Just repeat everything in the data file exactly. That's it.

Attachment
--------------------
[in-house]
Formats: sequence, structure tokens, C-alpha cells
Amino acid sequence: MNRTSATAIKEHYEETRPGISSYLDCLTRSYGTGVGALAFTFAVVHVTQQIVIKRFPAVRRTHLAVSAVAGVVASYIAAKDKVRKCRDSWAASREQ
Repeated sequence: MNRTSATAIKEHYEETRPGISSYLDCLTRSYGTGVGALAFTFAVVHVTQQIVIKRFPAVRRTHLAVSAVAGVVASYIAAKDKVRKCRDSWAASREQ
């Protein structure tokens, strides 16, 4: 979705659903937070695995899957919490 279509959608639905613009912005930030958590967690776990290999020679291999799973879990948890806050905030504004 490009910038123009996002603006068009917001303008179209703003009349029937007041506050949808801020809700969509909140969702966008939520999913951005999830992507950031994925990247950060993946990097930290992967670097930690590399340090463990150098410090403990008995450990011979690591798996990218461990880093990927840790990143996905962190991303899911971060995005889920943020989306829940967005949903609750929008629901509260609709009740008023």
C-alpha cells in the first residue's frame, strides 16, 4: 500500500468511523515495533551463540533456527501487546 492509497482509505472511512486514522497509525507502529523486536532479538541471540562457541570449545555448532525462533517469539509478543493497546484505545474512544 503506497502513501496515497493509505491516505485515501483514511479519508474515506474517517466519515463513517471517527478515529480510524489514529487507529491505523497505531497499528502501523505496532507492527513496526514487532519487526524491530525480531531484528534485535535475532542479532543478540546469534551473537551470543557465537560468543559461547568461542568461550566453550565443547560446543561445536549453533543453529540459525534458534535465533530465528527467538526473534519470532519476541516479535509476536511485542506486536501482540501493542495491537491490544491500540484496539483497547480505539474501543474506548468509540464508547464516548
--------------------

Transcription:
[in-house]
Formats: sequence, structure tokens, C-alpha cells
Amino acid sequence: MNRTSATAIKEHYEETRPGISSYLDCLTRSYGTGVGALAFTFAVVHVTQQIVIKRFPAVRRTHLAVSAVAGVVASYIAAKDKVRKCRDSWAASREQ
Repeated sequence: MNRTSATAIKEHYEETRPGISSYLDCLTRSYGTGVGALAFTFAVVHVTQQIVIKRFPAVRRTHLAVSAVAGVVASYIAAKDKVRKCRDSWAASREQ
């Protein structure tokens, strides 16, 4: 979705659903937070695995899957919490 279509959608639905613009912005930030958590967690776990290999020679291999799973879990948890806050905030504004 490009910038123009996002603006068009917001303008179209703003009349029937007041506050949808801020809700969509909140969702966008939520999913951005999830992507950031994925990247950060993946990097930290992967670097930690590399340090463990150098410090403990008995450990011979690591798996990218461990880093990927840790990143996905962190991303899911971060995005889920943020989306829940967005949903609750929008629901509260609709009740008023």
C-alpha cells in the first residue's frame, strides 16, 4: 500500500468511523515495533551463540533456527501487546 492509497482509505472511512486514522497509525507502529523486536532479538541471540562457541570449545555448532525462533517469539509478543493497546484505545474512544 503506497502513501496515497493509505491516505485515501483514511479519508474515506474517517466519515463513517471517527478515529480510524489514529487507529491505523497505531497499528502501523505496532507492527513496526514487532519487526524491530525480531531484528534485535535475532542479532543478540546469534551473537551470543557465537560468543559461547568461542568461550566453550565443547560446543561445536549453533543453529540459525534458534535465533530465528527467538526473534519470532519476541516479535509476536511485542506486536501482540501493542495491537491490544491500540484496539483497547480505539474501543474506548468509540464508547464516548